By Daniel Garrett
Cornelius Duffalo, Journaling
Recorded and mastered by Jody Elff
Produced by Cornelius Duffalo
Innova Recordings, 2012
On Cornelius Duffalo’s collection of compositions Journaling, Duffalo’s delivery of his own “Violin Loop I” is churning, taut, glimmering, sounding eastern, of the great Orient. The violinist, fiddler, and composer Cornelius Duffalo is drawn to both acoustic and electric music, to classical, jazz, and popular music. He is part of a generation of musicians who assumes the existence and value of different forms of music, American, European, and beyond, not only that of the western classical field. Cornelius Duffalo’s performance of “Prima Volta,” written for violin and laptop computer by John King, has short sawing rhythms, long notes, comic swipes on the bow, electronic density, burbling noise, skittering, tapping, sustained fast rhythms skittering then dense like feedback, sharp strikes, sawing to and fro, squeaking swirls, rising tension, little squalls of sound, rhythm rising—sustained—then fading, silent pauses, low frequencies breaking into alarms, saw-like bowing, and then an emphatic end. What else sounds like this? Contemporary composers are doing something worth doing, imagining connections across cultures and beyond prejudices, and bringing forth new combinations of sounds.
Cornelius Duffalo grew up in a family of musicians, began playing violin at about age four, was composing music in high school, and he studied at Julliard, from which he received his bachelor’s, master’s, and doctoral degrees. Cornelius Duffalo has collaborated with composers such as Osvaldo Golijov, Phil Kline, Joan La Barbara, and performed with Ornette Coleman, Butch Morris, Thomas Dolby, and Jill Sobule; and Duffalo has been involved with several music ensembles—Flux Quartet, Ne(x)tworks, and Ethel. Duffalo released Dream Streets (on Innova, the label of the American Composers Forum, 2009). “I began the concert series ‘Journaling’ in 2009 to document my work with extraordinary living composers while also creating a repertoire of twenty-first century violin music,” Duffalo told Chris McGovern of the online page The Glass at WordPress (April 14, 2012). Duffalo’s album Journaling features the compositions of Joan Jeanrenaud, Huang Ruo, Vijay Iyer, John Luther Adams, and Kenji Bunch, with his own work. Joan Jeanrenaud’s “Empty Infinity,” written for violin and digital loops, allows the contemplation of vast space and could be the score for a science-fiction film—melodic, sonorous, with waves of swirling sound, with stark long notes, and possibly an undertow of melancholy. “Four Fragments” was written by Huang Ruo, who likens the violin to a Chinese fiddle; and his composition, inspired by life and travel, sounds Asian and has long wailing notes, akin to a woman singing in the highest part of her range; and it becomes focused, forward-moving, formidable, somewhat frenzied. Something quieter, more playful, emerges. I could not decide if I was hearing melody as emotion, or emotion as melody. When the Huang Ruo piece was performed live by Duffalo in Manhattan’s East Village in 2009, music critic Allan Kozinn wrote, “As in many of his scores, Chinese articulation styles—sliding notes and gracefully bending notes—mingle freely with Western moves and diatonic harmonies” (New York Times, December 1, 2009). Then, the piece was performed alongside works by Anna Clyne, Corey Dargel, Annie Gosfield, Alexandra Gardner, and Duffalo’s own composition.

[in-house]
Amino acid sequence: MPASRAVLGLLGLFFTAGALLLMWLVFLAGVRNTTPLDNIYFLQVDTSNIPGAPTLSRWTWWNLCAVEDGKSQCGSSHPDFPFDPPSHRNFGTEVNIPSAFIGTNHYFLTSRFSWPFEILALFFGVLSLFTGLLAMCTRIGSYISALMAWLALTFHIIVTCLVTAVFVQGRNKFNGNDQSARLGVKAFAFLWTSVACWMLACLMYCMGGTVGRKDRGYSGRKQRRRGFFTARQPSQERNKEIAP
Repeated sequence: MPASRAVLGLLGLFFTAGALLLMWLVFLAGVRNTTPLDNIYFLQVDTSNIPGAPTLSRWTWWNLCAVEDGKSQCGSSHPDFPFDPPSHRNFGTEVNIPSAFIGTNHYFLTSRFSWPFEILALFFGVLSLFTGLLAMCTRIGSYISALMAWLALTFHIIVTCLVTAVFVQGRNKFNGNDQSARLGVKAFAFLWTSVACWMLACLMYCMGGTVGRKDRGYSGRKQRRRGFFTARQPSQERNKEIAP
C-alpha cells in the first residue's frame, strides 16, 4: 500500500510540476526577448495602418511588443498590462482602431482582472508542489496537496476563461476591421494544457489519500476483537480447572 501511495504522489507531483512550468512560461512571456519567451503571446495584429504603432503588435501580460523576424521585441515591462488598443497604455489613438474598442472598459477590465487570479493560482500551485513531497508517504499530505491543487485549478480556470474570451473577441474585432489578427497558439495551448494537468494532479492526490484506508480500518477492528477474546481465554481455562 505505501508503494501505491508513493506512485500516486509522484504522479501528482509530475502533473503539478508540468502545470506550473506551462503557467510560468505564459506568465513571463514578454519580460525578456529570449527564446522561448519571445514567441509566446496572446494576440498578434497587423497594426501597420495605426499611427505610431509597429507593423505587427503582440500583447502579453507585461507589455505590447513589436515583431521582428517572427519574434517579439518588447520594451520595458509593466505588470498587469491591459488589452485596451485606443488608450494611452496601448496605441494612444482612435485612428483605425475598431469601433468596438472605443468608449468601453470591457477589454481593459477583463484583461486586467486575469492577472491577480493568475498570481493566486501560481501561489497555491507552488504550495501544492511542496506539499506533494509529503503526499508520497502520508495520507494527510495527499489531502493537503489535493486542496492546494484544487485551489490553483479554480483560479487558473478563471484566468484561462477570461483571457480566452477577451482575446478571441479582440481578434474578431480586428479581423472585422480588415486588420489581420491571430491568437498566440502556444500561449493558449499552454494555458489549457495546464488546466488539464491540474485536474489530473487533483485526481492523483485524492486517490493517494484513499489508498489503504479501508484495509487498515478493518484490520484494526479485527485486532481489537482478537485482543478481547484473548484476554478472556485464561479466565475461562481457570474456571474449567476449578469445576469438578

On Cornelius Duffalo’s Journaling, short, repeating patterns begin to expand, double, triple, quadruple in Vijay Iyer’s “Playlist One (Resonance)” then become simple again; and there is plucking, wailing, then great fast rhythm. In his album notes, Duffalo says the Iyer piece “alludes to the tradition of virtuoso variations, complete with fiendishly difficult passages of harmonics, double stops and left-hand pizzicato, while also creating a unique contemporary sound world.” Duffalo’s “Violin Loop V” is quiet, elemental, seeming natural, with a wall of sound set against a plain rhythm. “Three High Places,” written by John Luther Adams in memory of his friend Gordon Wright, is something of a sonata and has strange, solitary sounds, throbbing, whistling, and spirals of ringing tones, possibly and oddly birdlike. That Adams and Wright shared an interest in the natural environment explains the allusions to wildlife in the commemorative piece, with its sections named “Above Sunset Pass” and “The Wind at Maclaren Summit” and “Looking toward Hope.” Kenji Bunch’s “Until Next Time,” though inspired by an old Scottish fiddle song, seems as much as anything else on Journaling the sound of the contemporary classical moment, as it rises and falls with controlled tension, fluttering, melodious, sad, with its modulations of rhythms and moods. There is more that can be said about Cornelius Duffalo’s Journaling, but what must be said is that it is genius expressed as exquisite beauty.
DanielGarrett, a graduate of the New School for Social Research, and the principal organizer of the Cultural Politics Discussion Group at Poets House, is a writer whose work has appeared in The African, All About Jazz, American Book Review, Art & Antiques, The Audubon Activist, Black Film Review, Changing Men, Cinetext, Contact II, Film International, The Humanist, Hyphen, Illuminations, Muse Apprentice Guild, Option, Pop Matters, Quarterly Black Review of Books, Rain Taxi, Red River Review, Review of Contemporary Fiction, Wax Poetics, and World Literature Today. Daniel Garrett has written extensively about international film for Offscreen, and comprehensive commentary on music for The Compulsive Reader. He has an internet log, “The Art Notes of a Solitary Walker,” focused on visual art. He has written a novel, A Stranger on Earth.